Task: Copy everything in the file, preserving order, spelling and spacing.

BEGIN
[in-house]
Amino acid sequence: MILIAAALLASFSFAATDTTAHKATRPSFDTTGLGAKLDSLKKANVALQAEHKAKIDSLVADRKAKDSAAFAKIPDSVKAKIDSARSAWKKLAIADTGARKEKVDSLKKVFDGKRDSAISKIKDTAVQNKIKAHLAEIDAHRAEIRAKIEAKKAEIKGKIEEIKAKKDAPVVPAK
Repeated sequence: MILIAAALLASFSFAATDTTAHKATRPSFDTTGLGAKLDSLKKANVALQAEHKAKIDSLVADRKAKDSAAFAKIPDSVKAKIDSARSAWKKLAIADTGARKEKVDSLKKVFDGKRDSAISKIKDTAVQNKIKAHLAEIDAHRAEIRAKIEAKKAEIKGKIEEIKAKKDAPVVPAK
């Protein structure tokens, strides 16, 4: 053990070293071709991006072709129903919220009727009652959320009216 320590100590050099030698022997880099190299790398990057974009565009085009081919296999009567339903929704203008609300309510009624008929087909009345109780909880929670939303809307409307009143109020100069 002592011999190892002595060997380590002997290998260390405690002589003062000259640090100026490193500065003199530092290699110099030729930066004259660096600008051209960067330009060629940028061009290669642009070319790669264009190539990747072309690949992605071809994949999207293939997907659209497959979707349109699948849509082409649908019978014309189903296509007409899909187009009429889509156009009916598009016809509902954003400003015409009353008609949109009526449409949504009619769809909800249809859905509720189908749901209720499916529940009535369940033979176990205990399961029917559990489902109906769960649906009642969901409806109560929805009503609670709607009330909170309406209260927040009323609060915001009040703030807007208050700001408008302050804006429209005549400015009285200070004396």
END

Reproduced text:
[in-house]
Amino acid sequence: MILIAAALLASFSFAATDTTAHKATRPSFDTTGLGAKLDSLKKANVALQAEHKAKIDSLVADRKAKDSAAFAKIPDSVKAKIDSARSAWKKLAIADTGARKEKVDSLKKVFDGKRDSAISKIKDTAVQNKIKAHLAEIDAHRAEIRAKIEAKKAEIKGKIEEIKAKKDAPVVPAK
Repeated sequence: MILIAAALLASFSFAATDTTAHKATRPSFDTTGLGAKLDSLKKANVALQAEHKAKIDSLVADRKAKDSAAFAKIPDSVKAKIDSARSAWKKLAIADTGARKEKVDSLKKVFDGKRDSAISKIKDTAVQNKIKAHLAEIDAHRAEIRAKIEAKKAEIKGKIEEIKAKKDAPVVPAK
């Protein structure tokens, strides 16, 4: 053990070293071709991006072709129903919220009727009652959320009216 320590100590050099030698022997880099190299790398990057974009565009085009081919296999009567339903929704203008609300309510009624008929087909009345109780909880929670939303809307409307009143109020100069 002592011999190892002595060997380590002997290998260390405690002589003062000259640090100026490193500065003199530092290699110099030729930066004259660096600008051209960067330009060629940028061009290669642009070319790669264009190539990747072309690949992605071809994949999207293939997907659209497959979707349109699948849509082409649908019978014309189903296509007409899909187009009429889509156009009916598009016809509902954003400003015409009353008609949109009526449409949504009619769809909800249809859905509720189908749901209720499916529940009535369940033979176990205990399961029917559990489902109906769960649906009642969901409806109560929805009503609670709607009330909170309406209260927040009323609060915001009040703030807007208050700001408008302050804006429209005549400015009285200070004396």